September 29, 2017

SHOWBUZZDAILY Season/Series Premiere Review: “Will & Grace”


WILL & GRACE:  Thursday 9PM on NBC

Nothing and everything has changed since WILL & GRACE began its run on NBC in 1998, and departed in 2006.  Every effort has been made to duplicate the original series:  not only are Eric McCormack, Debra Messing, Sean Hayes and Megan Mullally back, along with series creators David Kohan and Max Mutchnick, but director James Burrows is behind the camera once again, and much of the writing/producing team is made up of returnees.

In another sense, though, the entire world has revolved since the show’s first dance.  I worked at NBC when Will &Grace was new, and sat in meetings where the minutiae of its content was debated at length, from the timing of Will’s first on-screen date to the question of whether he’d ever be allowed to kiss another man.  Gay characters are no longer trailblazing on television, including those who are married with children, and attention has turned to shows like Transparent and I Love Dick for transgressive content.  A returning Will & Grace isn’t going to get attention, or points, just because of the sexuality of its characters.  (Notwithstanding that this very week, Alabama Republicans chose a nominee who’s on record with the kind of views that made the series daring to begin with.)

The opening episode of the rebooted Will & Grace, written by Mutchnick & Kohan and directed by Burrows, has some homework to account for all this.  There’s a jokey bit at the top to erase the ending of the original series (no, they no longer have kids, let alone kids who are married to each other).  The reboot begins with Grace temporarily staying with Will, and by the end of the half-hour, they’re officially roommates once more.  The episode doesn’t just make Trump jokes, but actually sets some of the action in the Oval Office, where Grace has been hired (for the moment) to redecorate while Will considers an affair with a Republican congressman in the Rose Garden.  But it all ends with a pillow fight and a “Make America Gay Again” baseball cap left on Trump’s chair, so everything is fine.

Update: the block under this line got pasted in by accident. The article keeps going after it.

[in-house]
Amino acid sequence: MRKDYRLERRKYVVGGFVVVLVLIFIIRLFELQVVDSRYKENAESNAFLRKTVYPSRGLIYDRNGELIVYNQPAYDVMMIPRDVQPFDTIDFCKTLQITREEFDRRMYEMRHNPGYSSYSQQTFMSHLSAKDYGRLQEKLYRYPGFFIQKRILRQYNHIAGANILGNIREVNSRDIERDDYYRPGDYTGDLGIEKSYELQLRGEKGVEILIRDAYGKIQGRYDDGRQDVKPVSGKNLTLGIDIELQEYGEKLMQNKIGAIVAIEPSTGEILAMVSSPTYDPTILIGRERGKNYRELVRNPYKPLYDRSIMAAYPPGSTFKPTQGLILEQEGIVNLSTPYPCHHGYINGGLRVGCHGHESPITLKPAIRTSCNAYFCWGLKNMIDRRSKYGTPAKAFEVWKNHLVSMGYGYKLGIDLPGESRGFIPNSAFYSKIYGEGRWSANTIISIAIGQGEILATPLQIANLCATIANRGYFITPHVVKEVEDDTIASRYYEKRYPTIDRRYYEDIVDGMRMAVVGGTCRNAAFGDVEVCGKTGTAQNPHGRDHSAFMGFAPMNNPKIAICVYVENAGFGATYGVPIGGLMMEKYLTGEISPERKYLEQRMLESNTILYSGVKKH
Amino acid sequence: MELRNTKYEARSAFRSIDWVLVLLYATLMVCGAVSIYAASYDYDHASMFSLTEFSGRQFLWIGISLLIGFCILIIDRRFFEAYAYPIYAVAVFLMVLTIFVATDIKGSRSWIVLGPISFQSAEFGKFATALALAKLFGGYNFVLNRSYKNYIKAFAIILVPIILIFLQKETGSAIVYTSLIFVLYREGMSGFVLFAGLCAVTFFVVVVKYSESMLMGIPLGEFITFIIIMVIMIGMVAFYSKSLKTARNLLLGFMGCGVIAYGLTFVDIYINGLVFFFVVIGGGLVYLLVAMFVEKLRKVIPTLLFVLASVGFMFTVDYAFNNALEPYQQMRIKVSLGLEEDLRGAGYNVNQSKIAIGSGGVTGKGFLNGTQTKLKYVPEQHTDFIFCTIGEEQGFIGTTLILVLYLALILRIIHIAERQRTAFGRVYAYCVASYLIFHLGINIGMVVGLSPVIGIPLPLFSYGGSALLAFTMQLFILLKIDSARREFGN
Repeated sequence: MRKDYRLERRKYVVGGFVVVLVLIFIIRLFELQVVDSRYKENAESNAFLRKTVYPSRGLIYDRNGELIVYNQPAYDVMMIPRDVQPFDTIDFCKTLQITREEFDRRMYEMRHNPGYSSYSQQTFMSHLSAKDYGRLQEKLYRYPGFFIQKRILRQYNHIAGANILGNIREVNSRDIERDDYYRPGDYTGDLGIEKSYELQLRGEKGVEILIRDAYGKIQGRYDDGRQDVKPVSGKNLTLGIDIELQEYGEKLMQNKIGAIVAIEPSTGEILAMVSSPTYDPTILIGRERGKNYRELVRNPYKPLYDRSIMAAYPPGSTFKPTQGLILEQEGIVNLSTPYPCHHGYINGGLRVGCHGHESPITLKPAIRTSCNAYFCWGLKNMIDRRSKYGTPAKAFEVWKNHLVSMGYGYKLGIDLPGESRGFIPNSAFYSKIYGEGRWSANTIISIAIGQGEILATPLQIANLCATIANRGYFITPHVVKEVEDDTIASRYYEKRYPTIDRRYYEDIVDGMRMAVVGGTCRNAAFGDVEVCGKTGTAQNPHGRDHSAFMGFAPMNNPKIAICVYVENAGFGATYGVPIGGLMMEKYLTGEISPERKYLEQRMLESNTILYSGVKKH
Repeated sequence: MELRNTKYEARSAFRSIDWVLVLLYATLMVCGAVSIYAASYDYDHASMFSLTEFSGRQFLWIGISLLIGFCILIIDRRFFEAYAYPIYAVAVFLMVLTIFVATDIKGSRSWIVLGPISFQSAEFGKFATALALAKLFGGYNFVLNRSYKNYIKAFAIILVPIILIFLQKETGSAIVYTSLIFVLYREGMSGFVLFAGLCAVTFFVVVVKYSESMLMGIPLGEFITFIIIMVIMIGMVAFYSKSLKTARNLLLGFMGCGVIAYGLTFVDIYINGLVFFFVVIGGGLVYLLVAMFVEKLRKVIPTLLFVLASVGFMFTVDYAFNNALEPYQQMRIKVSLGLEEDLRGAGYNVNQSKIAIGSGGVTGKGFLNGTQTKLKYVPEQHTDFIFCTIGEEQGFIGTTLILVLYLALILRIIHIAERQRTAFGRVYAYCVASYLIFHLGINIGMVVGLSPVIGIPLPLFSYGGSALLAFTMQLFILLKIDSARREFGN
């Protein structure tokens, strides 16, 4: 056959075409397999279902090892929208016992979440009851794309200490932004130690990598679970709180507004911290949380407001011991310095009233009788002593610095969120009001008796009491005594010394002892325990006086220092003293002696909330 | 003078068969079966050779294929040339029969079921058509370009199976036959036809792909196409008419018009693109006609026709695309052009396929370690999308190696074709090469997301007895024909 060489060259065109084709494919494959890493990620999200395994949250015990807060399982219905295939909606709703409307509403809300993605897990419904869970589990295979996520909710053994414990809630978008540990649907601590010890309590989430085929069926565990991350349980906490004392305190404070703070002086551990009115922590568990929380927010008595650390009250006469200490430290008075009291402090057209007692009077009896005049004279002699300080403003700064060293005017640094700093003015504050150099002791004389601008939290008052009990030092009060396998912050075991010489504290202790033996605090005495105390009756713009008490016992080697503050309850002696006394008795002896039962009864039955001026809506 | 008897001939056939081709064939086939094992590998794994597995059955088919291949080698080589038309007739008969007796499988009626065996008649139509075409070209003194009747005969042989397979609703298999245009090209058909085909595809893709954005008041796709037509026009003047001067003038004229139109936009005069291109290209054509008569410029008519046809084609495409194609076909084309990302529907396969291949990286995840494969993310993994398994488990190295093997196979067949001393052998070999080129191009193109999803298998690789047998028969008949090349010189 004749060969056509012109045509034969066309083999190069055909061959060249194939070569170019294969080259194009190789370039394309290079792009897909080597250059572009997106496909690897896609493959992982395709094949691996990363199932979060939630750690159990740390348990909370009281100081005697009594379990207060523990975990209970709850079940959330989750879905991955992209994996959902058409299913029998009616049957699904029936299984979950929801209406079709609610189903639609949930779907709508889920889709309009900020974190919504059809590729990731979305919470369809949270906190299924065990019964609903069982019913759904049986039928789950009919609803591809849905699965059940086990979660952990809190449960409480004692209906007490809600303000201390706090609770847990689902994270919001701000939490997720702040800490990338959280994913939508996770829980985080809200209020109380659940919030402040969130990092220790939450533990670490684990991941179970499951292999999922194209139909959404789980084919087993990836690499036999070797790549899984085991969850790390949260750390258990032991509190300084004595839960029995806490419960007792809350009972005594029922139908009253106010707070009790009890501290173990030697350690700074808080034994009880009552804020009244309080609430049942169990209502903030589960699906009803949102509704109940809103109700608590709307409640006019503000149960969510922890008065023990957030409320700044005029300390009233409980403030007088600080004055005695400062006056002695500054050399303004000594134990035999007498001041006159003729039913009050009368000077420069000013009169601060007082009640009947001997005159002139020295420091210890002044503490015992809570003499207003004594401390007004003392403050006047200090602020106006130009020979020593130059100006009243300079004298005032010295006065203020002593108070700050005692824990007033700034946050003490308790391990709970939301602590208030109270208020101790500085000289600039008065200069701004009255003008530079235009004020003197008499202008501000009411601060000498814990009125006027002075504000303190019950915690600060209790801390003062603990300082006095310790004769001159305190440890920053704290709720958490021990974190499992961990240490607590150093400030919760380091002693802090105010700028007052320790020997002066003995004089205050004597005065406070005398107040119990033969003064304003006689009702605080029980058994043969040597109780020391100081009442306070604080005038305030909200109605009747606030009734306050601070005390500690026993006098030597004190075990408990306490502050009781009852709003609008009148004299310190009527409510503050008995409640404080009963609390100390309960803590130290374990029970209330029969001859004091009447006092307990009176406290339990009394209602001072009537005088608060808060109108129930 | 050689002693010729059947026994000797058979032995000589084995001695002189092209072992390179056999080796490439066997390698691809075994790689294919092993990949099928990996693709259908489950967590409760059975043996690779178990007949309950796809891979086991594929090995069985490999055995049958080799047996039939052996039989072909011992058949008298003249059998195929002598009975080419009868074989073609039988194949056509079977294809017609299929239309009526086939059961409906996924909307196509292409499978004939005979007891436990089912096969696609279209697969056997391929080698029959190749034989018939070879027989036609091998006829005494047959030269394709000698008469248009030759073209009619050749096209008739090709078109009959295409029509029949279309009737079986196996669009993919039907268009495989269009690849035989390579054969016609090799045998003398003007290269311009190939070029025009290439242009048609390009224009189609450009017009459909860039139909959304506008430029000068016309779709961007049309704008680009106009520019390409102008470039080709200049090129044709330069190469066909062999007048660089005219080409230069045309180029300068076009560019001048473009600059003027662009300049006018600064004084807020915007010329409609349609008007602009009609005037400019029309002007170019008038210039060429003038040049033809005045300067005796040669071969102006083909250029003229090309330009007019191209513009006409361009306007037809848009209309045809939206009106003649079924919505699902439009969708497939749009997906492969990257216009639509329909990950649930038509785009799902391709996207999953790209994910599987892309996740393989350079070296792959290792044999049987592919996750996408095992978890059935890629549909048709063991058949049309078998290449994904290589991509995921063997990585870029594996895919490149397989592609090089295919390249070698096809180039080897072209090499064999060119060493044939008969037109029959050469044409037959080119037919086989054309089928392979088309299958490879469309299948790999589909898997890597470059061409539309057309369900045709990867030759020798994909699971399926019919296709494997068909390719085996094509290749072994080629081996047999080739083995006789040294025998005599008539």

It’s fair to say that the writing wasn’t at its initial level by the late seasons of the original run, and many episodes seemed to be structured around guest star appearances.  The reboot premiere is a return to the crisp, character-based comedy that marked the show at the start, even if some of the White House material takes the episode a bit out of its comfort zone.  The cast may show some of the effects of time (except Mullally, who’s apparently made a deal with the devil), but they swing back into their signature roles as though their last episode was last May, instead of May 2006.

Is there an audience for a sitcom that began its life almost two decades ago?  Will & Grace will never recapture the excitement of its first seasons, but it’s still an above-average multi-camera sitcom, intelligently assembled and expertly performed.  It will face competition from the final season of Scandal (not so much from Thursday Night Football and The Orville), but NBC certainly has confidence that the fans are still there, having given the show a Season 2 (er, Season 10?) renewal before this season even began.  Will & Grace has aged, but it’s aged well.


About the Author

Mitch Salem
MITCH SALEM has worked on the business side of the entertainment industry for 20 years, as a senior business affairs executive and attorney for such companies as NBC, ABC, USA, Syfy, Bravo, and BermanBraun Productions, and before that, at the NY law firm of Weil, Gotshal & Manges. During all that, he has more or less constantly been going to the movies and watching TV, and writing about both since the 1980s. His film reviews also currently appear on and In addition, he is co-writer of an episode of the television series "Felicity."